That casual, careless grazing on the sweet green grass of the korongo's, the sudden glance to smell the air and check the surroundings as if looking for trouble, the gleam of massive bosses and an attitude bigger than its' bulky body. If the sight of dugga boys does not make your adrenalin pump, then you are most likely dead! They are found mostly in pairs, but also three's & four's and if you are really lucky, you can find them in groups of between 6-15 bulls. The beauty of hunting dugga boys is the thrill of getting really close. With a good wind and decent cover, you can walk right up to them. Right up to them is sometimes within 5 meters and it is a great feeling to smell them and hear them chewing and breathing. Then you let them know you are there and they give you that look (mostly with a few blades of grass still sticking out of their mouths and a wet glistening nose), the look with such piercing eyes and confident surprise, that if you do not take the shot within seconds, you may never pull it off, either out of fear or awe.

    The Editor arrives and we drive to camp which is a full days travel with a lot of country to be enjoyed along the way. We get to discuss various things and i learn that he has been to Tanzania a couple of times before but was not too impressed with his experiences and was dis-heartened by the fact that Tanzania was such a well known and established hunting destination but he never really captured the essence of its' hunting history and romance of safari and true wilderness. After a bit of car trouble, seeing game through a National Park, some grub and beers along the way, the mood was set and the safari had truly begun.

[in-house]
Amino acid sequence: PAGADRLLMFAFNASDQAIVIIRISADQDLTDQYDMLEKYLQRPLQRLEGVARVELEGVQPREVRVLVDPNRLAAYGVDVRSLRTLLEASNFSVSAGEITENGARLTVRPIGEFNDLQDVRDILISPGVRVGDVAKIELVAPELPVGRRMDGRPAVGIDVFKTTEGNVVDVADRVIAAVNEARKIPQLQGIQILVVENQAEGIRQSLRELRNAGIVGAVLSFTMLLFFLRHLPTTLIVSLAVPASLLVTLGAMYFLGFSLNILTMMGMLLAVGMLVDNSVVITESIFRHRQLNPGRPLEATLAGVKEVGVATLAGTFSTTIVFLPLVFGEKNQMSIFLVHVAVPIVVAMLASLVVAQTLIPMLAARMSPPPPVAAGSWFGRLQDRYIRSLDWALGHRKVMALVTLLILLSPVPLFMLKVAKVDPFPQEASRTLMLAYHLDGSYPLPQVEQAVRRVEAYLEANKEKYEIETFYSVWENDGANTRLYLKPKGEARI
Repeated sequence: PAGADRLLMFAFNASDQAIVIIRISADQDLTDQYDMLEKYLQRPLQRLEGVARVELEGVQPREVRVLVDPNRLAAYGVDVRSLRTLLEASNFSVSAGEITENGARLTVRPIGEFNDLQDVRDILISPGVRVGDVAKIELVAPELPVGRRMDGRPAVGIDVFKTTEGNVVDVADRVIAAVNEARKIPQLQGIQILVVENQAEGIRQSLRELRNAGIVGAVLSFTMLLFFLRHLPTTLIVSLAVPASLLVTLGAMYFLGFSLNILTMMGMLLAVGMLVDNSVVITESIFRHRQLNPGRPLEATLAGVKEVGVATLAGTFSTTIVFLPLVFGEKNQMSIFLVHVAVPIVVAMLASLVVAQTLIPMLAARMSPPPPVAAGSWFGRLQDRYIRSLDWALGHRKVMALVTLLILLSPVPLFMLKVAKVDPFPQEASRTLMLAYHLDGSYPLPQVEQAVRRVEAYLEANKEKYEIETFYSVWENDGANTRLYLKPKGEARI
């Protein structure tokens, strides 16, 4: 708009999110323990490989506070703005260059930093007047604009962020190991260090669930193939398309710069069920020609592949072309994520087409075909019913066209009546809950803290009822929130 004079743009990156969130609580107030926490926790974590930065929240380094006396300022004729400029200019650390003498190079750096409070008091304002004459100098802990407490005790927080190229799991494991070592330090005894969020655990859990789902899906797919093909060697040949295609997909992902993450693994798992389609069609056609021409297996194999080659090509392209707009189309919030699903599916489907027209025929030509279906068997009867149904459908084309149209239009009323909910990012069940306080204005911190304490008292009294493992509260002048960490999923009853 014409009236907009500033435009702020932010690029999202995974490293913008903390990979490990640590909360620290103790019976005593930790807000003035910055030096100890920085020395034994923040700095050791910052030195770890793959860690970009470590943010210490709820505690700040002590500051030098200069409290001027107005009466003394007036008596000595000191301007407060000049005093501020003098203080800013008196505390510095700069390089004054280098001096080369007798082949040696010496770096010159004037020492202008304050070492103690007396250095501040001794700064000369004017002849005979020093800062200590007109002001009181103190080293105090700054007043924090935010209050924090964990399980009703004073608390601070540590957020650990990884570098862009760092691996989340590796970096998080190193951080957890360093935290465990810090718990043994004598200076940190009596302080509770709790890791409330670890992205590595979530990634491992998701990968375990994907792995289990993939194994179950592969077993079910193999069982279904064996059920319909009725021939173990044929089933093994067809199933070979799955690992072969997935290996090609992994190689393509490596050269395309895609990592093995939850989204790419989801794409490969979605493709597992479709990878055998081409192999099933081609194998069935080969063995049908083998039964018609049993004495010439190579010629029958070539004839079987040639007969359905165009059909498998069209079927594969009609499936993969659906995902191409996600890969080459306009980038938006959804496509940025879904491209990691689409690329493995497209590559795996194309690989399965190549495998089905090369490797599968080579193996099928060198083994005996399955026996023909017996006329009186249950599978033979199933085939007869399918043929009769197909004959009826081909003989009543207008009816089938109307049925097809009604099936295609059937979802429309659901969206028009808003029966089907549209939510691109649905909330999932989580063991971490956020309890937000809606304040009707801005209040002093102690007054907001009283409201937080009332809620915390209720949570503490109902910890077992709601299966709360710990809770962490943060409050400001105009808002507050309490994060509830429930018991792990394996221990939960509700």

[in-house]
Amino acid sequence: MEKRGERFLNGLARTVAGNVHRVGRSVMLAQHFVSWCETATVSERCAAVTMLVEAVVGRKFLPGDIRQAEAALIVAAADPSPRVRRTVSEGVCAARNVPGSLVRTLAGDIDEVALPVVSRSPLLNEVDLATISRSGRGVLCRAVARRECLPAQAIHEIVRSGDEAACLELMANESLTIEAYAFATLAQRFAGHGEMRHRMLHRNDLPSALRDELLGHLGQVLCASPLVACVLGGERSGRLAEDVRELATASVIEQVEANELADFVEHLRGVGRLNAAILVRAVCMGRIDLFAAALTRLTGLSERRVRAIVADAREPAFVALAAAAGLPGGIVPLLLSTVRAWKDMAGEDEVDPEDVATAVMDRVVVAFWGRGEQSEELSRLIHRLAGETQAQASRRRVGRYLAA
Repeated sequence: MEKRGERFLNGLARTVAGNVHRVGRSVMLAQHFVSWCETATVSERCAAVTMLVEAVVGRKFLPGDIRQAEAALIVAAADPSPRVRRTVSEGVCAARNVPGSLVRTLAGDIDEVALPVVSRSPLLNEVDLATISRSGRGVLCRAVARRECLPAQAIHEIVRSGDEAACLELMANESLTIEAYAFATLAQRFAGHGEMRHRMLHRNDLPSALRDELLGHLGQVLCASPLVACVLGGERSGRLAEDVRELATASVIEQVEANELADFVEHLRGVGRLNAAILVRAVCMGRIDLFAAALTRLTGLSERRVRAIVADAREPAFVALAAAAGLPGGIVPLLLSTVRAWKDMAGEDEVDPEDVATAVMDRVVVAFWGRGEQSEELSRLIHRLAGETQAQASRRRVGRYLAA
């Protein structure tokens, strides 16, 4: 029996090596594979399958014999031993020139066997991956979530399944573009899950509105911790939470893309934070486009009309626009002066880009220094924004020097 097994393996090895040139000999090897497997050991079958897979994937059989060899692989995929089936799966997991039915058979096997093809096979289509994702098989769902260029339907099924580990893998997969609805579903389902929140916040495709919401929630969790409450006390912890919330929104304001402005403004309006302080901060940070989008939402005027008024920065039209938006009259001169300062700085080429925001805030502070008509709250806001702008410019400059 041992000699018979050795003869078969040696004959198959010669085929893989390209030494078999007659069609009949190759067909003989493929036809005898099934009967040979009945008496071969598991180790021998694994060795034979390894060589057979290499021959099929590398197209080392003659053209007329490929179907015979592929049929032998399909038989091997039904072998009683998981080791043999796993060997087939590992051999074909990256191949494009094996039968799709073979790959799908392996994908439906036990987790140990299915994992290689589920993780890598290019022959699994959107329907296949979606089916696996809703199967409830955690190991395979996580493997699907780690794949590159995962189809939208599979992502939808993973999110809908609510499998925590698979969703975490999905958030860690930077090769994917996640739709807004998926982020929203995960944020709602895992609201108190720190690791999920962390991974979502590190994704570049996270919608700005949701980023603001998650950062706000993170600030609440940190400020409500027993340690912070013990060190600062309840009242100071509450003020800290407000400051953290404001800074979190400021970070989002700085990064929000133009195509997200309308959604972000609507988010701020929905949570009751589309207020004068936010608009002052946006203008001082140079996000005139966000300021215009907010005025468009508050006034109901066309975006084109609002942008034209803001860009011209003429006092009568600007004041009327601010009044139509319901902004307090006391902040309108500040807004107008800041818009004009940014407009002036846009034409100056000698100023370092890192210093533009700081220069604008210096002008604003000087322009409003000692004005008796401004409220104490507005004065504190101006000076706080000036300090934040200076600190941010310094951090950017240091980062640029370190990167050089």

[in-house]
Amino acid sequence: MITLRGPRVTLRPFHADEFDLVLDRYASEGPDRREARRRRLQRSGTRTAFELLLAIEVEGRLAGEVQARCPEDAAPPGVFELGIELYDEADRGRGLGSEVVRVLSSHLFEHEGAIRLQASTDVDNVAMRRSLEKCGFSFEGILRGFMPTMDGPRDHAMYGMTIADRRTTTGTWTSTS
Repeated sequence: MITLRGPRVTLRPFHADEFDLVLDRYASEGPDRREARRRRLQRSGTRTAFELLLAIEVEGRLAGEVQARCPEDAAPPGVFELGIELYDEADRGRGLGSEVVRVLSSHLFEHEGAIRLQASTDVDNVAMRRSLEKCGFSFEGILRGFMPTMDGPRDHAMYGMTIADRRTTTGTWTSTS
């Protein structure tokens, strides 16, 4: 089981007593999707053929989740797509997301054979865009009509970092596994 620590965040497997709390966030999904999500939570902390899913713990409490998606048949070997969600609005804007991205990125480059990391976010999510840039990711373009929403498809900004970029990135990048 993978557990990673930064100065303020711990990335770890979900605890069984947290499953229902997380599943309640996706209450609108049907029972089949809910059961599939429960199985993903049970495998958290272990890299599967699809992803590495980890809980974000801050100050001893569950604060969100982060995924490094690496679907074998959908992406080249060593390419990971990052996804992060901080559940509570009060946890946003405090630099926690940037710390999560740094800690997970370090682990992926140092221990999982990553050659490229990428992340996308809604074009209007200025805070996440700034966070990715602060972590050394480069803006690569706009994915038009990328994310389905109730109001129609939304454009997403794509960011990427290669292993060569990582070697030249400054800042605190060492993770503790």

The Kilombero Valley

    Arriving at camp, the Editor could not stop expressing how this is not what was expected. That it was supposed to be a rough and tough experience and everything was too comfortable and luxurious. Well it took just a day for the basic amenities to be highly appreciated. When temperatures rise to 42C and walking distances of over 10kms a day, the constant supply of ice at the bar, hot meals, modern plumbing and power to run fans in the room become a welcome convenience. As fate would have it, the generator died after a few hours of running and the Editor got what he initially expected. We spent four days at the first camp just scouting the area for forest dugga boys. We saw a couple of herds but did not spend time on them. Being satisfied that the forest bulls would keep avoiding us, we moved to the other camp in the floodplain. We were to spend the next few days sorting out the old bulls from the young and trying to get personal with them.